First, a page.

lj idol season nine | week 15 | 918 words
It is not easy to live under a curse. The threat of tragedy looms overhead, never forgotten. The sweetest moments of childhood are muted when one knows the future that awaits, and every happy thought or feeling must be stored in memory against the terrible day when it all becomes for naught.
I was that cursed child, a king's daughter in a lovely, lesser-known realm near the outermost edge of the Dark Forest. My days were spent in the palace gardens amid the grass and flowers, or down at the stables where the horses soon learned the sound of my voice. My mother was kind and beautiful, my father wise, and they watched me with melancholy smiles and embraced me as often with hesitation as with almost-suffocating adoration.
They had no other children, and they had yearned many years for me with a mixture of fervor and obsession.
My earliest memories were of warnings. I was shown drawings and admonished never to touch anything resembling the objects therein. For quite some time, I thought it was a game. Spindles were such odd-looking things, and I had never actually seen one—surely, it was all make-believe? Later, I learned that my father had decreed that all spindles and spinning wheels be burned, and that none were permitted in our kingdom. I doubt our subjects welcomed the prospect of so much commerce directed at exchanging our kingdom's fruits and wines for something as simple as cloth.
Although I am older now, the warnings continue, as does the unending scrutiny. One of the things I long for—foolishly, I suppose, although I do so badly wish it!—is to simply be left alone. I am allowed solitude within my own chambers (despite the guard stationed at the foot of the stairs, always ready should I leave). But I cannot wander the castle grounds without an escort, and a brief visit to the village itself entails an entourage of nurses and knights, and the heavy knowledge of needing to be ever-alert to the possibility of danger.
It wears on me, without question. I believe it taxes my parents still more. They seem to age much faster than I, and their manner grows increasingly grim as my eventual womanhood approaches.
My sixteenth birthday is at hand, and I do not know what will become of me. A doomed princess has no suitors, and I cannot pretend to be anything else. I am rarely alone, but always lonely, and I often wonder if I shall be so forever.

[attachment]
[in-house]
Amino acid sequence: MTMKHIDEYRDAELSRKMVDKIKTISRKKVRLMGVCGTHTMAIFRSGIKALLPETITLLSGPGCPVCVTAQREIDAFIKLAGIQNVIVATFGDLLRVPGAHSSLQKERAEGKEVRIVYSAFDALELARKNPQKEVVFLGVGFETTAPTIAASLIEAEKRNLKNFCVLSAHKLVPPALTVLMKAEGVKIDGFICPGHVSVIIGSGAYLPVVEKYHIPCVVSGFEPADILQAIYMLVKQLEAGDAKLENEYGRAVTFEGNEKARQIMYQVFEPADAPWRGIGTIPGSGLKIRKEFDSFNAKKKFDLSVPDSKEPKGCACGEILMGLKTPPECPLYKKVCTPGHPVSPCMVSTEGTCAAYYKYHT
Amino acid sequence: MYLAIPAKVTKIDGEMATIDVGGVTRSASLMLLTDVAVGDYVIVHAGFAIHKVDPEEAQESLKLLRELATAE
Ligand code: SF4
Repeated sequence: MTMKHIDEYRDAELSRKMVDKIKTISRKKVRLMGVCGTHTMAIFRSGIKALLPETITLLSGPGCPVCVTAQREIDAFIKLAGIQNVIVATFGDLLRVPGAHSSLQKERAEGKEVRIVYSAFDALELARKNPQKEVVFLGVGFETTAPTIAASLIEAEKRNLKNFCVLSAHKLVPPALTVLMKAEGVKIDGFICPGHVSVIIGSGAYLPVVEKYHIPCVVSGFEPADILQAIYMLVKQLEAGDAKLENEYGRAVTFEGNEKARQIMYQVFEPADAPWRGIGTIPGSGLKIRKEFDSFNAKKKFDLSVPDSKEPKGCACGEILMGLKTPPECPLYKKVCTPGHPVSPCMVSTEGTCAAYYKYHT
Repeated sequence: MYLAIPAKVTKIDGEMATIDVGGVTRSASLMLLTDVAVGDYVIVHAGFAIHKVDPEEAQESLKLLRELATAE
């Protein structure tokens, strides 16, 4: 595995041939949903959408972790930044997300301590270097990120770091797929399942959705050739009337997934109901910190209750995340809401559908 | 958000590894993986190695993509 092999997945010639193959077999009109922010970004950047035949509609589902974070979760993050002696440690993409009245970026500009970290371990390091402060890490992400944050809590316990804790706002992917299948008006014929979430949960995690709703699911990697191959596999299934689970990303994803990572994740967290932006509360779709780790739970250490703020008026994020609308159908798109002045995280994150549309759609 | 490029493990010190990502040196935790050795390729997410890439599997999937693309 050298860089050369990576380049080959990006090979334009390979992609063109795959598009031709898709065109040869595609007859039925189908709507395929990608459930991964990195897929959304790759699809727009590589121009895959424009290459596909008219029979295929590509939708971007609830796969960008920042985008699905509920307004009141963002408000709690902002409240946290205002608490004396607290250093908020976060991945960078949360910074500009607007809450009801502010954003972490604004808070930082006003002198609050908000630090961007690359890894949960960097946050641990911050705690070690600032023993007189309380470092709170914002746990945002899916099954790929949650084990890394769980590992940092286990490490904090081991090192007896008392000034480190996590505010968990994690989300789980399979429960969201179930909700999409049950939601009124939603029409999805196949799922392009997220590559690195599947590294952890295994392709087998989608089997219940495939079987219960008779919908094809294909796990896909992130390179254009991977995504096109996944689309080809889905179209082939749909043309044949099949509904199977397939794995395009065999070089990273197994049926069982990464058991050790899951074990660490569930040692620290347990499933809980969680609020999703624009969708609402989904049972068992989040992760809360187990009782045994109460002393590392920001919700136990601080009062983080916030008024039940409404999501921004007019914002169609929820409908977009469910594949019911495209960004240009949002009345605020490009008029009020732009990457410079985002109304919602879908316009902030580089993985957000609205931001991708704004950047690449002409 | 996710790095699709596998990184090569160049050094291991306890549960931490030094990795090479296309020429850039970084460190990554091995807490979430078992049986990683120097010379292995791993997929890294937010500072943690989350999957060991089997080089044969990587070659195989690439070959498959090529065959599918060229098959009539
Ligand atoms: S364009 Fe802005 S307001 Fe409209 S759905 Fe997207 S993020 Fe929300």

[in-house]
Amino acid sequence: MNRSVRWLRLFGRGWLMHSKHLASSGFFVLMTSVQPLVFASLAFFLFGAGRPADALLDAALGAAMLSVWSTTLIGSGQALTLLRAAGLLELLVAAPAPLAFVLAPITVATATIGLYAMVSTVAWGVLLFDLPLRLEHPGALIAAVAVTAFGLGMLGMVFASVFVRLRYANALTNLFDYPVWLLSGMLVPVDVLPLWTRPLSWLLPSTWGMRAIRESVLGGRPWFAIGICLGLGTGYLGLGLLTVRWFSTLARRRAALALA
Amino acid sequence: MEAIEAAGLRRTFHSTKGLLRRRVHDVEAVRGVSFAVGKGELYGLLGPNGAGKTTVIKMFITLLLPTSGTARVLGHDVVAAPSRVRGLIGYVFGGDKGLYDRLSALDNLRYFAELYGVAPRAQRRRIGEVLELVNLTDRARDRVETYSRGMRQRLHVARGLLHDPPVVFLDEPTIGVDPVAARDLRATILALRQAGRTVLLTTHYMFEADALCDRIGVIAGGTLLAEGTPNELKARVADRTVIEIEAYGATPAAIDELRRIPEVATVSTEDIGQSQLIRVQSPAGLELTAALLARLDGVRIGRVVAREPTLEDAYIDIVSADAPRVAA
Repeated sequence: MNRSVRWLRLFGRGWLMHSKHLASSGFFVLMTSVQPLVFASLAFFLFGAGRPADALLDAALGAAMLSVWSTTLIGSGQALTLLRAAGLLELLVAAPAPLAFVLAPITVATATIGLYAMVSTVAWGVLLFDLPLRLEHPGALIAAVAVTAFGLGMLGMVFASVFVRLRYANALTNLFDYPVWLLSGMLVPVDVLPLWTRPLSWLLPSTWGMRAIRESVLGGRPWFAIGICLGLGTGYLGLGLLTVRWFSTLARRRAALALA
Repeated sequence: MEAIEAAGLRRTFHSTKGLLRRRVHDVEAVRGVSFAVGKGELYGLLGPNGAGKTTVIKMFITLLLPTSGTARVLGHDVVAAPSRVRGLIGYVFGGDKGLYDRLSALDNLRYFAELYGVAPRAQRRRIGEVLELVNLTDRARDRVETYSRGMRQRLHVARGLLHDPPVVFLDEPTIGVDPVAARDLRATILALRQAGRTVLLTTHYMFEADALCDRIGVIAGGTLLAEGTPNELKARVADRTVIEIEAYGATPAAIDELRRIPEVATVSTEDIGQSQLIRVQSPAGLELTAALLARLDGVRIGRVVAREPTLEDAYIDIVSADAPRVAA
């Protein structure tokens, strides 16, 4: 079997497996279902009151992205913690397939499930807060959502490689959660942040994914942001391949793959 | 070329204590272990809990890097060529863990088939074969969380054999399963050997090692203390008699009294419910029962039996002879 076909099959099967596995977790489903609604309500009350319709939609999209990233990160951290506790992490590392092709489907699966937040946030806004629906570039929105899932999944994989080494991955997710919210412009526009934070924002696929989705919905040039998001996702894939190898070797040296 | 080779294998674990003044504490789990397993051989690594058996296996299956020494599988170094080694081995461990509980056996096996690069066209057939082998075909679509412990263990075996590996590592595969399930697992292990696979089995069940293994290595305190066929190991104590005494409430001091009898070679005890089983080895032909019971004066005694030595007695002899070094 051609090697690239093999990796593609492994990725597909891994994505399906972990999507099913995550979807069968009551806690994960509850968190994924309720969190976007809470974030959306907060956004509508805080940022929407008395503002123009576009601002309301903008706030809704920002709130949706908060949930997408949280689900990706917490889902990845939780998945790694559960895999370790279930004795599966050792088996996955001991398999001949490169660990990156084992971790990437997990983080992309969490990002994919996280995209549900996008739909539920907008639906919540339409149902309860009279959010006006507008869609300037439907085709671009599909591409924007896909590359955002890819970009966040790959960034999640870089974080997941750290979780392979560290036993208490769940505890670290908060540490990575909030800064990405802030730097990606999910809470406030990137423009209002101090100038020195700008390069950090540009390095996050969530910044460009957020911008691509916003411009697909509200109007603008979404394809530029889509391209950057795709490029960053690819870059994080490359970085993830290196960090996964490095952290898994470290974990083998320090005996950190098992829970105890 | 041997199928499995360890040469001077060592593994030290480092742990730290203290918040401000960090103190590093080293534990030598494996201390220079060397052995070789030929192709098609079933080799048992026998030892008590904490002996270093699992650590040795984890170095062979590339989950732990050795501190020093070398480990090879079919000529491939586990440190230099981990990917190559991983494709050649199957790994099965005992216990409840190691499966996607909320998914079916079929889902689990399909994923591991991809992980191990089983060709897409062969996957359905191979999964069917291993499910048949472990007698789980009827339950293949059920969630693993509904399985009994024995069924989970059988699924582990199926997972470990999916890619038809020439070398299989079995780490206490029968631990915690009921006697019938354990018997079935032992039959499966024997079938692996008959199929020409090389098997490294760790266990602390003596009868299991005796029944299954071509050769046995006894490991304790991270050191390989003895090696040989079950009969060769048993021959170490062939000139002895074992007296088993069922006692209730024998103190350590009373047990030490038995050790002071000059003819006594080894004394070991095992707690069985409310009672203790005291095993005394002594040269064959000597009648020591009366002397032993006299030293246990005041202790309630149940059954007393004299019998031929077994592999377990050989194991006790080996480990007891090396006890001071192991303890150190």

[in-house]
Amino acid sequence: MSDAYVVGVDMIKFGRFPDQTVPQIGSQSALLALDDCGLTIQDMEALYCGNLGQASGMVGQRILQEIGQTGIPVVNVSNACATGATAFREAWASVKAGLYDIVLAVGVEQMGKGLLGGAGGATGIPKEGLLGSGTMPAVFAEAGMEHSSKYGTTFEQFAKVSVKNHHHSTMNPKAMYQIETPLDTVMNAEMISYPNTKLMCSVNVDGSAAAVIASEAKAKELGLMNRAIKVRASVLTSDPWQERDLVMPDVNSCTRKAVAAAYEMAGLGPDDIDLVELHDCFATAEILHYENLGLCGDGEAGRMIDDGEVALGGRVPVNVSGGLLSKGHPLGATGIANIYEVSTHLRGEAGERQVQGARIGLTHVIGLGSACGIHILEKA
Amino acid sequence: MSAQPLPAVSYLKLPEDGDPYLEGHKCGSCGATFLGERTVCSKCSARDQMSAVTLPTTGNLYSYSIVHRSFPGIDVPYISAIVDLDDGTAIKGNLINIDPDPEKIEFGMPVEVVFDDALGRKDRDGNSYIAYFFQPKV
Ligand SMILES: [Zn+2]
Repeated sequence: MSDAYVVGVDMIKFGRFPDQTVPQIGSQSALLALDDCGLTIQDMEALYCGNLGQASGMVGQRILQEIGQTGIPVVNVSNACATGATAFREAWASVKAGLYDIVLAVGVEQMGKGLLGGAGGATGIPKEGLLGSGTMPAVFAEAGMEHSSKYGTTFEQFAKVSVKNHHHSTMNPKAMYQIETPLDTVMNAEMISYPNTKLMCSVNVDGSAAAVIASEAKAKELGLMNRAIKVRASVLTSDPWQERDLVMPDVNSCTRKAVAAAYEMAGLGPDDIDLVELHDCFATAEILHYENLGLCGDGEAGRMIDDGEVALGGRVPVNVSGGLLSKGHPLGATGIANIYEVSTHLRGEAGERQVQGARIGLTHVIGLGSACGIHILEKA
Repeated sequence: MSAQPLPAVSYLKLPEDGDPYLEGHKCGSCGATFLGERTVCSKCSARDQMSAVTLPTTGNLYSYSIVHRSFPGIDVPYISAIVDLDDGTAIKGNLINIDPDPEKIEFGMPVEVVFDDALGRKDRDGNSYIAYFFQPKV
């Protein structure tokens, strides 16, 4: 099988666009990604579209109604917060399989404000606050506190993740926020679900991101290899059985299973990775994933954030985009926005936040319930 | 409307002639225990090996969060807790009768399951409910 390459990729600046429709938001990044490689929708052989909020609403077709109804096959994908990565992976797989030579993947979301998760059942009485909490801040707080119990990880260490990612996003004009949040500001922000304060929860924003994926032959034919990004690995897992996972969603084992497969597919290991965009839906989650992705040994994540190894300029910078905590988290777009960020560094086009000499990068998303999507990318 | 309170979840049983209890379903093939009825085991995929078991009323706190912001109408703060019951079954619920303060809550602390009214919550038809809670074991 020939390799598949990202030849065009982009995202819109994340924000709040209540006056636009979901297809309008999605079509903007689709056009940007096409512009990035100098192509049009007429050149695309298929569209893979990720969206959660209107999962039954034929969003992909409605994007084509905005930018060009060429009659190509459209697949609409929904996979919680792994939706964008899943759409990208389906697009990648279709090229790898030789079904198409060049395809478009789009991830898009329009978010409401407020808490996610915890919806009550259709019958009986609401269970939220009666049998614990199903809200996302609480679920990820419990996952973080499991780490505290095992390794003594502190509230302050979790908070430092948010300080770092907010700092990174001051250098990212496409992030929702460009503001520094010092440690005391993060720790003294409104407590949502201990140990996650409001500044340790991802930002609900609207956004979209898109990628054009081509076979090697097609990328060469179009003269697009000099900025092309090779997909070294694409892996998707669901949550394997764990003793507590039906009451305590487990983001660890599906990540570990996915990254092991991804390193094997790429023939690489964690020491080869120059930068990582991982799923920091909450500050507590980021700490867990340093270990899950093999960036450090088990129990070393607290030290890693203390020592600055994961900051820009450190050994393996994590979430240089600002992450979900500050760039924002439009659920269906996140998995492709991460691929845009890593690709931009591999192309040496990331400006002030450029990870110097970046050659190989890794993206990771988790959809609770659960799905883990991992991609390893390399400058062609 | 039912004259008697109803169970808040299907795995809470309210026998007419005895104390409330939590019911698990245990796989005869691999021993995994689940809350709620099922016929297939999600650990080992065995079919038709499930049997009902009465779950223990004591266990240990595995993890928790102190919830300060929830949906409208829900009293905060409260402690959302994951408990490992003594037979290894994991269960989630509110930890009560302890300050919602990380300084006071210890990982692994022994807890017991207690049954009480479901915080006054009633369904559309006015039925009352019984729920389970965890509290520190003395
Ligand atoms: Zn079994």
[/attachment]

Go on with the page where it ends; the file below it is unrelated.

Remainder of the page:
"How will I ever marry, Papa?" I ask.
"Do not trouble yourself about that," my father says. "It will happen in good time." Yet I notice the faraway look in his eyes, and that his smile is uncertain.
The morning of my birthday arrives, and the castle is bursting with activity. Maids clean the lower floors from top to bottom, and ready the guest chambers. Footmen carry additional chairs and tables to the dining hall, and the kitchen is such a whirlwind that the head cook hastens me away. Yet, with all these busy preparations all around me, I cannot muster any excitement. Each passing year has only increased my parents' sadness and worry, and resulted in my being kept closer to home and watched so attentively that I feel I can scarcely breathe.
I move restlessly about the castle. Soon it will be so crowded that I shall wish for the dull days of winter, yet I cannot bring myself to hide away in my chambers just yet. Instead, I walk the long passages, finding a growing stillness as I move away from the common areas.
In the far corner of the castle, I come upon a tower I have not visited in years. The guard usually stationed here is absent, and it has been so long since I climbed these stairs that I no longer remember what the rooms above me look like, or even what purpose they serve. My curiosity is stronger than the sense of weariness that plagues me, and I slip up the stairs while the chance remains.
The room on the next level is empty, but for a damp tapestry covering the window. I continue upward, where I find another room on the top level. A faint light shows around the edges of its closed door, and I hear a peculiar whirring sound. Slowly, I open the door.
An old woman sits near the window, her foot working the treadle of some wooden construct. I recognize the rest of it from years of ink drawings and harsh warnings. It is a spinning wheel.
The woman beckons me nearer. "My dear," she says, "would you be so kind as to change the spindle over for me? Your eyes are surely better than mine."
I know all too well, I ought not touch the thing. My very existence seems to have been defined only in terms of this one, terrible thing I must not do.
The old woman smiles hopefully at me. I do not know whether she is merely a servant going about her usual work, or whether her smile is false and she has arranged all of this to trap me.
I no longer care.
"Forgive me," I whisper—to her, to my parents, and to all others who will grieve.
Then I reach out and thrust my fingers down on the spindle's pointed end—Oh, how sharply it pricks!—and let the gathering darkness carry me toward my fate.
-- / --
If you enjoyed this story, you can vote for it along with many other fine entries here.